However. a more unified and less conservative design model for slotted gusset plate HSS connections can be expected in the near future. In compression. but the latter was the result of specifying low grade 235 MPa steel.3 (AISC 2005b) is indeed correct. Rt. for CSA-grade HSS (CSA 2004). since these specifications do not consider a gradual change between these limit states. then it can be shown that long plate insertion lengths can achieve tension capacities very close to Ag Fy. and 1.3 for ASTM A500 Grades B and C and 1.3 are very apparent. This Rt factor is applied to fracture limit states in designated yielding members – such as bracings in concentrically braced frames where circumferential fracture (CF) is a design criterion. (AISC 2005a). even for this connection type with an open slot end. whereas manufacturers will knowingly produce to meet the higher Grade C strengths). and Goggins et al.S. Tremblay (2002) reported a mean over-strength yield value of 1. 8). one obtains the following. However. Reinforcement of the connection is then the usual route. however. has now introduced another material over-strength factor. and a realistic value for the mean expected yield strength-to-specified minimum yield strength ratio is around 1. Ae ≥ 1. 1 January 2010 33 .1 in Canada (CSA 2001). where Ry is a material overstrength factor to account for the probable yield stress in the HSS bracing.29 for rectangular HSS surveyed.6 (for A53 (ASTM 2002)) in the U.00Ag From the above.S.0. This value of Ry is specified as 1. which is likely to also render the connection unsuitable for use in energy-dissipating brace members. The high U. where Ag is the tube gross area. The Canadian value is too low.4 (for A500 Grades B and C (ASTM 2003)) or 1. Figure 7 also confirms that a value of U = 1. AISC. Steel Construction Vol.85Fu. type A connections (see Figures 5 and 8) can be shown to achieve capacities that also approach Ag Fy. to account for the expected tensile ultimate strength relative to the specified minimum tensile strength (AISC 2005a) with these values being 1. hence for CSA HSS and setting Fy ≤ 0. in concentrically braced frames.TECHNICAL design models in current specifications.85Fu. the conservative connection capacity predictions by over-estimating the severity of the shear lag effect at Lw/D ≤ 1. in a market like North America with several different steel grades and production standards. applying capacity design principles to preclude non-ductile modes of failure within a designated yielding member (bracing) and setting the resistance factor ф = 1.0 (hence 100% of AnFu) for circular HSS with Lw/D ≥ 1. (2005) have reported a mean over-strength yield value of 1. Fabricated end connections to tubular braces. to avoid circumferential fracture of the HSS at the gusset plate (refer to the equations below Table 1): AISC (2005a): Rt Fu Ae ≥ Ry Fy Ag. and for all practical tube diameterto-thickness (D/t) ratios.3. in tension-loaded energy-dissipating braces the connection will be required to resist an even greater load of Ag Ry Fy. Thus. manufacturers will produce to the highest standard and work to a ‘one product fits all’ approach. based on personal laboratory testing experience. (b) Typical Tear-Out (TO) Failure along the Weld. Figure 5: Fabricated connection details investigated. (a) Typical Circumferential Failure (CF) of the HSS. induced by Shear Lag. However.85 Fu Ae) Ry ≥ Ry Fy Ag. in her survey Liu’s ASTM A500 data all pertained to Grade B tubing.92Ag CSA (2001): (0. values were determined by a survey of mill test reports by Liu (2003) and are not surprising because. hence for ASTM A500 HSS and setting Fy ≤ 0. despite the achievement of high compression load capacity this is accompanied by considerable plastic deformation in the tube at the connection. Ae ≥ 0. hence have great difficulty meeting connection design requirements under typical seismic loading situations.2 for ASTM A53. provided the length of the open slot is kept short (in the order of the plate thickness) and the tube is relatively stocky (see Fig. 34 No. Figure 6: Failure modes for gusset plate-to-HSS connections in tension. It is difficult to plate 3 GUSSET PLATE CONNECTIONS TO THE ENDS OF HOLLOW SECTIONS – SEISMIC LOADING If the results in Figure 7 are re-plotted in terms of NuFE/Ag Fy. one can see that the required minimum effective net area – after consideration of shear lag and application of the U factor – is near the gross area of the HSS bracing. (For example.49 for rectangular HSS (Europe). Thus.
Figure 8: Results of parametric FE analysis for connection type A (see Fig. circular HSS with the slot end not filled: a very popular bracing member detail in practice.81. slotted circular HSS gusset plate connections. 1 January 2010 . an economic and aesthetic solution can be reached that still allows the use of regular HSS members and avoids the use of alternatives like buckling-restrained braces. but cast steel connections represent a solution to the design dilemma of fabricated bracing member connections and these can be specially shaped to provide material where it is particularly needed. CAST STEEL CONNECTIONS – SEISMIC APPLICATIONS Cast steel joints have enjoyed a renaissance in Europe in conjunction with tubular steel construction. 2005. Elghazouli et al. Another popular application has been in tree-like tubular roof structures where the smooth lines of a cast node have great architectural appeal. A2) for connection type A (see Fig.] NuFE = connection ultimate strength by FE analysis. A drawback of using cold-formed. A clear improvement is to use cold-formed circular hollow sections. which require pre-qualification by testing and a high level of quality assurance (AISC Figure 9: Fabricated square HSS gusset connection for seismic application. as per Eurocode 8 (CEN 2004). 34 No. 4. they are normally produced with no impact rating (Kosteski et al. Cast steel connectors to tubular braces under severe seismic load conditions have not been used to date. Additionally. Canada). is hence being further explored at the University of Toronto. which is readily available in the U. North American-produced square/rectangular HSS are also known to have poor impact resistance properties since. Yang & Mahin (2005) recently performed six tests on slotted square HSS and slotted circular HSS under seismic loading and highlighted the improved performance of the circular member. it is clearly necessary to specify a maximum permissible material strength on engineering drawings. the use of ASTM A53 Grade B (ASTM 2002) pipe. (Photo courtesy of Professor R.] NuFE = connection ultimate strength by FE analysis. but not Canada. [Compression loading. Fabrication with the slot end un-welded (i. ASTM A53 Grade B can be compared to the popular ASTM A500 square HSS Grade C which has a nominal Fy/Fu ratio of 0. resulting in costly reinforced connections as shown in Figure 9. which makes the connection much more resistant to fracture at the critical net section and a real design option without reinforcement. North American square/rectangular HSS is that they have low ductility in the corners and are prone to fracture in the corners after local buckling during low-cycle fatigue. The use of fabricated.e. lsl = length of open slot and tp = plate thickness round HSS members so square HSS with flat sides have become the preferred section. circular HSS with the slot end not filled: a very popular bracing member detail in practice. mainly as truss-type nodes in dynamically-loaded pedestrian.TECHNICAL Figure 7: Results of parametric FE analysis and experiments (A1. [Tension loading. which was “much more resistant to local buck- ling”. without an end return weld) is a very popular practice in North America. and to attempt to avoid reinforcement. École Polytechnique de Montréal. highway and railway bridges where fabricated nodes would have been fatigue-critical. Tremblay. provides a suitably low nominal Fy/Fu ratio of 0. which do not have corners. so special details are being investigated which still permit this concept yet provide a net area (An) equal to the gross area (Ag) at the critical cross-section. 34 Steel Construction Vol. 2005. unlike their European cold-formed counterparts. By mass-producing cast end connectors. Types currently under investigation at the University of Toronto.S. Regardless of the section shape and steel grade chosen for energy-dissipative bracings. to suit popular circular HSS bracing member sizes. As can be seen in Figure 10. 5). such as shown in Figure 10. 5). without reinforcement. a small gap is still provided at the tube end for fit-up. Tremblay 2002). but the weld terminates at the end of the gusset plate which corresponds to a tube cross-section where the gross area applies. are shown in Figure 11. which are designed to remain elastic under the full seismic loading regime. Moreover.58. recent research on the performance of HSS bracings under seismic loading still concentrates on square/rectangular hollow sections (Goggins et al. 2005).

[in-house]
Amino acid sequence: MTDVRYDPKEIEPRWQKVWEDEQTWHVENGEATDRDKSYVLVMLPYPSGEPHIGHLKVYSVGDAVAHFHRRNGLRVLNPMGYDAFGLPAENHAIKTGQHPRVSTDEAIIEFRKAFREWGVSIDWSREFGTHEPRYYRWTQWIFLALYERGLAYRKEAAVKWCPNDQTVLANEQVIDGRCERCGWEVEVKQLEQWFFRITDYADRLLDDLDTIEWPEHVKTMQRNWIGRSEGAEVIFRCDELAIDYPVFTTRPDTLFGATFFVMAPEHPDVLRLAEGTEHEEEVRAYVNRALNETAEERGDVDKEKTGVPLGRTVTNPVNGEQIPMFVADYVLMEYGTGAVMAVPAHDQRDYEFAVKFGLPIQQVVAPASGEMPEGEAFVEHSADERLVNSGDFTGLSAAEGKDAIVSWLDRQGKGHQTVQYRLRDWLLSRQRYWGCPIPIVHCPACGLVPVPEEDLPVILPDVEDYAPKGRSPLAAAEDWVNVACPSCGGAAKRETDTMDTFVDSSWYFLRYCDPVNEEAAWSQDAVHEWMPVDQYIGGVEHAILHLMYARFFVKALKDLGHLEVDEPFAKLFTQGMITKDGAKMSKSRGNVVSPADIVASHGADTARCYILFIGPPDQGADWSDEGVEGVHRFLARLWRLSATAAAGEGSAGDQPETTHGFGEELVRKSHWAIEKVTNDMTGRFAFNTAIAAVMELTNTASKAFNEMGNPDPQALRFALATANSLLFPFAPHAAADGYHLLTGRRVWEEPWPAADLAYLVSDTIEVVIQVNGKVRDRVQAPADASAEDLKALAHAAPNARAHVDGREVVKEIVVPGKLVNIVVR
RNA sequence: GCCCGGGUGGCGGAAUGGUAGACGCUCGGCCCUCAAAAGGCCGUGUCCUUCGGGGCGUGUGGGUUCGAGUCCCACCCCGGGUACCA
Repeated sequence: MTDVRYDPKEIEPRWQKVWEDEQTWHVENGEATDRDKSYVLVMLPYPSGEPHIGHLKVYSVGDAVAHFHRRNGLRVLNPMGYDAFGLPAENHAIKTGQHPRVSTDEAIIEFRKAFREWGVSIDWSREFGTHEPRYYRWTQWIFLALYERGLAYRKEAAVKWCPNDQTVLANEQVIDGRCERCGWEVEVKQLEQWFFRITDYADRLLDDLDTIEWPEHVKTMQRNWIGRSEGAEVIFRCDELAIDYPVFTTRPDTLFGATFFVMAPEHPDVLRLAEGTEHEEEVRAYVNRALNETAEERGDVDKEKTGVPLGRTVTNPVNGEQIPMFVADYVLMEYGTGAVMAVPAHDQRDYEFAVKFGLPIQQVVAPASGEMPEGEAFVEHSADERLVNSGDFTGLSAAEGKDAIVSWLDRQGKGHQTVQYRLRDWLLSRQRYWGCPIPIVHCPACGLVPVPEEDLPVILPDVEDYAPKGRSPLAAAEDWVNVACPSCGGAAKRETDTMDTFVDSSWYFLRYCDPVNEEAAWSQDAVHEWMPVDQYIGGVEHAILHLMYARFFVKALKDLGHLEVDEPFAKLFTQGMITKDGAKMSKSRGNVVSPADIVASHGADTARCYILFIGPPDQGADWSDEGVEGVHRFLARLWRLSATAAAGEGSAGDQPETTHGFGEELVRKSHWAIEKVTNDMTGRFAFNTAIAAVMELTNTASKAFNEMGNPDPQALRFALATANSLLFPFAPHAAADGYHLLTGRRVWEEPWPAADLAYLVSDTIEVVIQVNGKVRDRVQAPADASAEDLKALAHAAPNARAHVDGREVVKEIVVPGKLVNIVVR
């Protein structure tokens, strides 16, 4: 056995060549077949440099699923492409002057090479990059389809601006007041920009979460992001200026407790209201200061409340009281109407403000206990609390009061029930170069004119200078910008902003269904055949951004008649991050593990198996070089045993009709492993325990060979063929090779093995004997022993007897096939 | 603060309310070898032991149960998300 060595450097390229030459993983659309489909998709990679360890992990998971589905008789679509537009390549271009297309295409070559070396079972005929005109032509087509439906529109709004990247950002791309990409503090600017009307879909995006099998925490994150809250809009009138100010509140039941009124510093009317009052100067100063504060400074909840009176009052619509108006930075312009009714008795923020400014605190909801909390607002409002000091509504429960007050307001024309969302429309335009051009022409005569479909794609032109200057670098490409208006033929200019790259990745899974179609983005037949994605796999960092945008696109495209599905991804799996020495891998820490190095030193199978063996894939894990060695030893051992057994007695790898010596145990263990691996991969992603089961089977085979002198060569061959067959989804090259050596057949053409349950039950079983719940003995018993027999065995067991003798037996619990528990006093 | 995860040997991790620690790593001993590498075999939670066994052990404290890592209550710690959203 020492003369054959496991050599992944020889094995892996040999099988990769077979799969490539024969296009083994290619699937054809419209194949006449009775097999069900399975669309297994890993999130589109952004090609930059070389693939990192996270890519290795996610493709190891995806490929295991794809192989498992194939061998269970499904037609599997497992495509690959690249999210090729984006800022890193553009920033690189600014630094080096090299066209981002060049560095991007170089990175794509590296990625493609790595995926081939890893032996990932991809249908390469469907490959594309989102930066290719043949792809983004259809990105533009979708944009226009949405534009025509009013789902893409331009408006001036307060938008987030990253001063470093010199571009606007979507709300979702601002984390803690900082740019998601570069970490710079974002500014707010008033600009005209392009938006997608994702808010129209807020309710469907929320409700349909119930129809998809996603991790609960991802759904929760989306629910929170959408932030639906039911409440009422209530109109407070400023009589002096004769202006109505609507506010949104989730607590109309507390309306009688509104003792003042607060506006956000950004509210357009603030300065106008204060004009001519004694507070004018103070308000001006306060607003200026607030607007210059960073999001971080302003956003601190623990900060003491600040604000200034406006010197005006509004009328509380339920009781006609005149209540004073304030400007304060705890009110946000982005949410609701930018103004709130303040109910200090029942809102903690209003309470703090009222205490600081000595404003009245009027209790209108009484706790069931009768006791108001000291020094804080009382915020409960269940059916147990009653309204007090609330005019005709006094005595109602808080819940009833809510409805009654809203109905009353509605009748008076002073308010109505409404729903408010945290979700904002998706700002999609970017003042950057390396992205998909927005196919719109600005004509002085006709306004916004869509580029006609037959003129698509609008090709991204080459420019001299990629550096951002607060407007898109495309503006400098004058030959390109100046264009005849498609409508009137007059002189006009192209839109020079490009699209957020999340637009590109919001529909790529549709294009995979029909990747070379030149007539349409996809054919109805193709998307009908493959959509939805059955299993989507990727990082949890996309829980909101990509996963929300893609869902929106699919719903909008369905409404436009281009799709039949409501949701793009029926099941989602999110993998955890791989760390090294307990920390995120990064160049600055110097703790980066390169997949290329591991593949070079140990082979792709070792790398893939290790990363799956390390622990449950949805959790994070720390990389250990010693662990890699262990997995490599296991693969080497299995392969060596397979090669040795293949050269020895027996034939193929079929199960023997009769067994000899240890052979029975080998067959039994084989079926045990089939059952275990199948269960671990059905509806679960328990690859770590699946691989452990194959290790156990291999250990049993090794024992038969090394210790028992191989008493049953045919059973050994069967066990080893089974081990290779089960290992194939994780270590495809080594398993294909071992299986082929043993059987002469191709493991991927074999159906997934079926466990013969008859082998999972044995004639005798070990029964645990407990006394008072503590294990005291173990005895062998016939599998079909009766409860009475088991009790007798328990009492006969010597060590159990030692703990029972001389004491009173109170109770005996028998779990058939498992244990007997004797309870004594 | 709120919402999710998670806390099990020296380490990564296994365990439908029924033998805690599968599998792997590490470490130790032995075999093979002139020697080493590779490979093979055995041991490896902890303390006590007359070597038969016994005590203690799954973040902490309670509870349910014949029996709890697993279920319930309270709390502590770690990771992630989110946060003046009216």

zinc-coated. Connections in Steel Structures V: 473-482. Proc. S. 11th. ed. this connection is also pre-qualified for use as a fully-restrained. Goggins J.Y. Packer J. With this. 1994. Willibald S.TECHNICAL Figure 10: Fabricated connection detail using an over-slotted circular HSS but with An = Ag at the weld termination. Proc.A. oriented to wide flange beam-to-column moment connections and primarily for seismic applications. Symp. & Grondin G. 2003. Goggins J. Standard specification for pipe. Cheng J. Current work in Canada on cast connectors to tubular members is summarised elsewhere by De Oliveira et al. CEN. Finite element analysis of slotted end tubular connections. Broderick B. Evolution of shear lag and block shear provisions in the AISC specification. Brussels: International Iron and Steel Institute. & Mahin S. Packer. ASCE 10(3): 195-199. Proc. EN 1998-1: 2004(E). Novel connection solutions such as these herald a potential paradigm shift in HSS construction technology. Intern.Y. ASTM A53/A53M-02.. (2006). 2005a). Carydis P.A.-L. Another innovative connection solution for wide flange beam-to-HSS columns has been launched by California-based ConXtech Inc. De Oliveira. IISI.Canadian experience. Brussels: European Committee for Standardisation. General requirements for rolled or welded structural quality steel/structural quality steel. Limit states design of steel structures. Mr. Packer J. Martinez-Saucedo G. CSA. as is the collaboration of Professors Constantin Christopoulos and Robert Tremblay. Load and resistance factor design specification for the design of steel hollow structural sections. Canadian Journal of Civil Engineering 33: Yang F. is also underway at present at the University of Arizona. 11th.. AISC.1-94. 2005. ASTM. 2006.21-04.20-04/G40. Journal of Structural Engineering.A. Practice Periodical on Structural Design and Construction. Berkeley: University of California. Seismic provisions for structural steel buildings. Reliability analysis of block shear capacity of coped steel beams. Chicago: American Institute of Steel Construction / Steel Tube Institute of North America /American Iron and Steel Institute. Engineering Structures 27: 977-989. EN 1993-18: 2005(E).M. Cast steel nodes in tubular construction . Specification for structural steel buildings. Further research on cast steel nodes. Eurocode 3: Design of steel structures – general rules – part 1-8: design of joints. Chicago: American Institute of Steel Construction.E.G. Examination of expected yield and tensile strength ratios.F. 2005a. Shear lag in rectangular hollow structural sections tension members: comparison of design equations to test data. Liu J. a pre-engineered collar connection is fitted around 4” or 8” square HSS columns and bolted together on site. 2004. ASCE 131(2): 279-286.: paper no. Limiting net section fracture in slotted tube braces.R. 2004.-L. Kosteski N. 2000. Experimental cyclic response of coldformed hollow steel bracing members. CAN/CSA-G40. Broderick B. 2005. termed the SMRSF. Toronto: Canadian Institute of Steel Construction. 1997.. black and hot-dipped.. Silke Willibald. AISC. Standard specification for cold-formed welded and seamless carbon steel structural tubing in rounds and shapes. J.Y. Elghazouli A. Acknowledgements The major contributions of Dr.. 2005. West Conshohocken: ASTM International. Willibald S. On Tubular Structures. Chicago: American Institute of Steel Construction. West Conshohocken: ASTM International. AISC 37(4): 133-139..S. Packer J. 33rd. Driver R. 2004. Eurocode 8: Design of structures for earthquake resistance – part 1: general rules. 2002. Packer J. CAN/CSA-S16-01. Engineering Journal. Christopoulos. Martinez-Saucedo G. 2000.S.. 1997. On Tubular Structures. CSA. 2004.A. Steel Tips – Structural Steel Education Council.A.M. 2005.. 2003. J. Journal of Structural Engineering. West Lafayette: Purdue University. Tremblay R. & Zhao X. Chicago: American Institute of Steel Construction. 2006. Willibald. & Zhao X. ANSI/AISC 360-05. seismic actions and rules for buildings. ICE 158(SB4): 229-241. resulting in very fast construction times. Gusset plate connection to round HSS tension members.. Elghazouli A. Cast end connectors thus represent another exciting development in the evolution of tubular steel construction. CEN. T. steel.. CSA. 34 No. & Plumier A. Juan Carlos de Oliveira to research on this topic at the University of Toronto are gratefully acknowledged.. ASTM A500-03a. Notch toughness of internationally produced hollow structural sections. welded and seamless.. Franchuk C. Toronto: Canadian Standards Association. Mouzakis H. Hollow structural sections connections manual. ASCE 130(12): 1904-1912. ECCS/AISC Workshop.A. Finite element modelling of gusset plateto-tube slotted connections.M. References AISC. Steel Construction Vol. Hollow structural section connections and trusses – A design guide. Steel statistical yearbook.J. Proc. Brussels: European Committee for Standardisation. Toronto: Canadian Standards Association. Limit states design of steel structures. Intern.. Geschwindner L.. 2001. Behaviour of gusset plate to round and elliptical hollow structural section end connections. 2005.R. Journal of Constructional Steel Research 58: 665-701.C. Symp. AISC. & Henderson J. Gilberto Martinez-Saucedo and Mr. & Martinez-Saucedo G. CAN/CSA-S16..L. CSCE Annual General Conf. & Kulak G. Bouwkamp J. Inelastic seismic response of steel bracing members. 2005b. 2nd. rather than cast components. 2006. GC-115. Shake table testing of tubular steel bracing members. Although it uses machined components that are shop-welded in place. Special Moment Resistant Frame connection under the latest FEMA and AISC seismic provisions.. & Verhey. & Lucas A. 2005. & Puthli R. Draft Report + Draft Addendum Report to AISC. 2005. Packer J. Willibald S. Toronto: Canadian Standards Association. 2005. ANSI/AISC 341-05 and ANSI/AISC 341s1-05. Figure 11: Cast steel connections to tubular braces for seismic load applications. 1 January 2010 35 . Dowswell B... Structures & Buildings. C. ASTM. & Barber S.